Same Sex Marriage and Its Impact on Real Estate, Death and Taxes
During the summer of 2013, the U.S. Supreme Court ruled on the concept of marriage equality. Following that ruling, the court went on to decide that State laws banning same sex marriages were unconstitutional. That decision was born out of a New York case called Windsor v. United States. It involved a same sex American couple who were married in Canada. Ms. Windsor’s same sex spouse died and was forced to pay federal estate tax for the deceased spouse. She sued the federal government claiming that New York recognized same sex marriages and therefore the Federal Government must refund the imposed tax. The IRS said it did not have to refund anything because the federal government did not recognize same sex marriage based on the 1996 Defense of Marriage Act (DOMA). The U.S. Supreme Court ruled otherwise stating that DOMA violated the Equal Protection Clause of the Constitution of the United States. The history and decision by the Supreme Court concerning that dispute resulted in the recognition of same sex marriage in all fifty states.
The question then becomes what impact does that decision have going forward in time and how does it affect past decisions made by same sex couples.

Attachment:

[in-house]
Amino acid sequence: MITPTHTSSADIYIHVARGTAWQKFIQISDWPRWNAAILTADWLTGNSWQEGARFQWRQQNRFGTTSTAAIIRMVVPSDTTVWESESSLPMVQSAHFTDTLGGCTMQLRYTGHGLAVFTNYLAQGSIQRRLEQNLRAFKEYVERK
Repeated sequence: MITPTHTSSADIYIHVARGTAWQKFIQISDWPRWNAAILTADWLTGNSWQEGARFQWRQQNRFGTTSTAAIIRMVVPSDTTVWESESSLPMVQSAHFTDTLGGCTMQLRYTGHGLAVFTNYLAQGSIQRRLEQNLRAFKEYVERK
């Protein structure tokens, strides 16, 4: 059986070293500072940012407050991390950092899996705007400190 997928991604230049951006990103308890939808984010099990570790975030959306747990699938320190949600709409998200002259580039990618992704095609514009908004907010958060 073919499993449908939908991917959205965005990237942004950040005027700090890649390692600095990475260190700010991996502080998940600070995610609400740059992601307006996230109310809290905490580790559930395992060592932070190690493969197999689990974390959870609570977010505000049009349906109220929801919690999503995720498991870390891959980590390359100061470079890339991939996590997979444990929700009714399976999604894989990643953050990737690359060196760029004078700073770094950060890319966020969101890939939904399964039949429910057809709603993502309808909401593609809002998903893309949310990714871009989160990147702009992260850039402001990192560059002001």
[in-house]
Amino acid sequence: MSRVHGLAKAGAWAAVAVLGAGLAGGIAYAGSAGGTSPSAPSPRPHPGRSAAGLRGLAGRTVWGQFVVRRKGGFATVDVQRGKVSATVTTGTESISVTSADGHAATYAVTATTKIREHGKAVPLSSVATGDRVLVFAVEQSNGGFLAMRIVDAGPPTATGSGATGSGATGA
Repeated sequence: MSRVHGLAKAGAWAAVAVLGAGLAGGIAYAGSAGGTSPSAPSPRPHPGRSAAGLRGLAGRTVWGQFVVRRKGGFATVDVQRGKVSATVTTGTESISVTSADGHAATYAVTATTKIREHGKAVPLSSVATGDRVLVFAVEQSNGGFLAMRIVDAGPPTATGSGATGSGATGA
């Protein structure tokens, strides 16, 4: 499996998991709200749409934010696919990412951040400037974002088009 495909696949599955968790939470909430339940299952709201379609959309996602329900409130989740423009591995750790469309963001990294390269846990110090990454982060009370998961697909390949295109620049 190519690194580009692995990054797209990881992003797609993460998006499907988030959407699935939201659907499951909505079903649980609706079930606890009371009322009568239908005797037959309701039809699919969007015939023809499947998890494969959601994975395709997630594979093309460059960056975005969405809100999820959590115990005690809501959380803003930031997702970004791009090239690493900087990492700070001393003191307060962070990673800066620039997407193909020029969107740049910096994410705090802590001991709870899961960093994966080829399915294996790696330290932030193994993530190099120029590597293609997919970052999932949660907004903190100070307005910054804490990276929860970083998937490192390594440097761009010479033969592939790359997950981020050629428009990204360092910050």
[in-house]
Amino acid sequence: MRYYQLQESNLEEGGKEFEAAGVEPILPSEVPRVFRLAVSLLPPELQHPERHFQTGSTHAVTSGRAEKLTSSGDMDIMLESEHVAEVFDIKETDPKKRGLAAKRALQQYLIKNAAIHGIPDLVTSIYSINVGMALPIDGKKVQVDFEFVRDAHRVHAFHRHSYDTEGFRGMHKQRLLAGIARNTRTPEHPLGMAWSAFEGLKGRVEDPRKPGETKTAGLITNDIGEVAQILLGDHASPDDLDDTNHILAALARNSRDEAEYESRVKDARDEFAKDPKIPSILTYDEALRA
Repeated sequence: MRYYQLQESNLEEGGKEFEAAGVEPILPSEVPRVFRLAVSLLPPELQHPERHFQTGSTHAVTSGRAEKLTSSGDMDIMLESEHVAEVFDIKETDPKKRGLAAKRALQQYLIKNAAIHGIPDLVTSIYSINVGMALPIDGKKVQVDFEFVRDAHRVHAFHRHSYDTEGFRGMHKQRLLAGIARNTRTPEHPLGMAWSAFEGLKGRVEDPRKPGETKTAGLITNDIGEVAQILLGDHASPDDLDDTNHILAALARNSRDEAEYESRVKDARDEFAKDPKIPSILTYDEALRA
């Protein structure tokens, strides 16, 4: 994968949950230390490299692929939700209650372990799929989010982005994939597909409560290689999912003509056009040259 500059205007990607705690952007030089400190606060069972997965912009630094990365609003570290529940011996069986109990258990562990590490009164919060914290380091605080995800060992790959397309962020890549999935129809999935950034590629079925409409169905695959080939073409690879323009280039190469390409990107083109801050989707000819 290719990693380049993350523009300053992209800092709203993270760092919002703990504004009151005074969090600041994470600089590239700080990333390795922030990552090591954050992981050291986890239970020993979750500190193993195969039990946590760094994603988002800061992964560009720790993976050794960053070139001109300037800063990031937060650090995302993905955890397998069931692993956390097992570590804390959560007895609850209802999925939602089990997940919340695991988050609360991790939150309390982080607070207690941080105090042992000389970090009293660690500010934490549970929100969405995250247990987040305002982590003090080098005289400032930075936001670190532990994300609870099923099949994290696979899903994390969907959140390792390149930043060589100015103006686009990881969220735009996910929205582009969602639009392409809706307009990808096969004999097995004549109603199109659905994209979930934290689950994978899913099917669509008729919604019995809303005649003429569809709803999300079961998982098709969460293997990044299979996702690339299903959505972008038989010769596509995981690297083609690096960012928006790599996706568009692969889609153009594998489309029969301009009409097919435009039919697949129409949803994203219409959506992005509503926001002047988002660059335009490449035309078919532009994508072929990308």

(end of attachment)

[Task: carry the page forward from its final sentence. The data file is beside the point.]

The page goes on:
Let’s start with IRA rollovers. It is well known when a holder of an IRA dies their IRA can rollover to their spouse without any creditor or tax implications. However, if the recipient of the IRA is not a spouse, there are limitations and possible creditor problems that can arise. The problem now is, what about those IRA’s that were transferred to a same sex married couple prior to the Supreme Court ruling where the recipient’s receipt of the IRA proceeds were subject to tax and creditors because of the lack of being a recognized spouse. Can that event be reversed such that the receiving same sex spouse be put back into the position they could have held at the death of the non-surviving spouse. Moreover, can the taxation of the inherited IRA be reversed back to the moment of death and treated as a rollover IRA? As of this writing, no formal decision or ruling has been determined regarding these types of conditions. No doubt the problem of having to go backward in time to fix these situations will create a quagmire for the financial institutions holding your IRA and pension funds.